On September 28, 2018, the Mine Safety and Health Administration (MSHA) posted important updates to its enforcement guidance on the new final rule on Examinations of Working Places in Metal and Nonmetal Mines. The new workplace examination rule technically went into effect on June 2, 2018, but MSHA delayed enforcement of the rule until October 1, 2018.
Since the rulemaking began, MSHA has been providing mine operators with information on how the rule may be applied in mine inspections. The agency has been refining and adding to that guidance over time. Recently, MSHA issued critical new updates to its frequently asked questions (FAQ) on the rule.
Agent of the Operator
The latest guidance includes an important clarification on whether conducting a workplace examination will render someone an agent of the company and therefore subject to potential individual civil penalties under Section 110(c) of the Federal Mine Safety and Health Act. This is significant because there have been instances in which inspectors suggested to hourly miners that they are agents of the operator if they do a workplace examination. This has been causing a lot of confusion and needless concern.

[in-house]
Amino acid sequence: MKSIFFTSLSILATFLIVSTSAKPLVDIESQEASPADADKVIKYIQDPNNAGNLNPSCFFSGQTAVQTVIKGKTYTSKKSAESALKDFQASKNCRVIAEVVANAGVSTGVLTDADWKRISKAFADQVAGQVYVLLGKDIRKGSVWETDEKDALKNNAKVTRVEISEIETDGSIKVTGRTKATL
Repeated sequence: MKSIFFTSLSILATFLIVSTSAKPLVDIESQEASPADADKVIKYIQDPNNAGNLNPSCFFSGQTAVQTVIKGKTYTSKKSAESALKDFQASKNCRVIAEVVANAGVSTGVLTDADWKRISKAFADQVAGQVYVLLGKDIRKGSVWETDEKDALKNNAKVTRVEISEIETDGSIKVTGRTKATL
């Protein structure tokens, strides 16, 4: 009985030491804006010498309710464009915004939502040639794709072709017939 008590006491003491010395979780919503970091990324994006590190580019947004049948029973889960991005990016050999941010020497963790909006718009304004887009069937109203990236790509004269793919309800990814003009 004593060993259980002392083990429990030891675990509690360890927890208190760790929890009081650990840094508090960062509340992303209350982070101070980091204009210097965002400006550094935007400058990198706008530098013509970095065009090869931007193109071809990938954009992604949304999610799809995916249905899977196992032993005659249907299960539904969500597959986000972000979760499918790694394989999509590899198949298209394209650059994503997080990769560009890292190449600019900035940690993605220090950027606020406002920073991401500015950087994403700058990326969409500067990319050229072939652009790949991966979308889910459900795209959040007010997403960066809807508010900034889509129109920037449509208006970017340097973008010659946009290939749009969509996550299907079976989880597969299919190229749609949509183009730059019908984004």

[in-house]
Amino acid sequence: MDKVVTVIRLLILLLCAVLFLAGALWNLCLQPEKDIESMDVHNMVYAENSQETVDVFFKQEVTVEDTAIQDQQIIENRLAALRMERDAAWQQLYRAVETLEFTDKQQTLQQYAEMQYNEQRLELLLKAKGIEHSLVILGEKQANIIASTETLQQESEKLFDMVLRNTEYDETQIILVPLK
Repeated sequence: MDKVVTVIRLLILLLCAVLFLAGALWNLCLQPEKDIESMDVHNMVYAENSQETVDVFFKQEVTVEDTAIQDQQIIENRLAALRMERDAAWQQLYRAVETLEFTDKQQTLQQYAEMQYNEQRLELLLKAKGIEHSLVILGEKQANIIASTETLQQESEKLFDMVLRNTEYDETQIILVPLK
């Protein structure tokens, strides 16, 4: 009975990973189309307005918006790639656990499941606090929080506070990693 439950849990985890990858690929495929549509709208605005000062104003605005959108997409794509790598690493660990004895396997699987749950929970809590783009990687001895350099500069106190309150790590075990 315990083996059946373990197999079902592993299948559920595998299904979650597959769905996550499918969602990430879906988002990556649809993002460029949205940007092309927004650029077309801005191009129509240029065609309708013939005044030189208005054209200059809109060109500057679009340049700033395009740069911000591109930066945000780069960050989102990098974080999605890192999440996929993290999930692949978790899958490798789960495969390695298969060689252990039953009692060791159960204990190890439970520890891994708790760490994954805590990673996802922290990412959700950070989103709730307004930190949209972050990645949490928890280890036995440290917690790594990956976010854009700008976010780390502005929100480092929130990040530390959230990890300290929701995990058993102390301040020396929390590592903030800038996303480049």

The agency has stated clearly in the rulemaking record that doing a workplace examination does not impose agent status on an hourly miner. An earlier version of the FAQs was less clear on this point.
MSHA has now issued a more definitively worded answer to one of its FAQs, stating that “conducting a workplace examination in and of itself does not make a miner an agent of the operator.” This should take care of this issue, and operators that hear inspectors saying otherwise might want to direct them to this document.
Contractor Workplace Examinations and Examination Record
The FAQs updates are less clear in how they address workplace examinations in relation to contractors working on mine property. Regarding the question of whether a contractor and production operator must both examine the same working place if they each have employees in the same area (also known as “overlapping examinations”), the agency seems to be leaving open the possibility that a contractor’s workplace examination for an area will suffice for the production operator’s work in the area, and vice versa—but this is not entirely clear. The FAQ only goes so far as to state, that “production operators and contractors may arrange any number of ways to ensure that required workplace exams are completed.”
Again, while it is not entirely clear, MSHA’s new guidance does seem to place the burden on the production operator to ensure that its contractor’s workplace examination records are available to MSHA inspectors or miners’ representatives after the contractor is no longer working at the mine. The FAQs states that contractor examination records must be available at the mine and that this can be accomplished by the contractor providing the production operator with a copy of the records.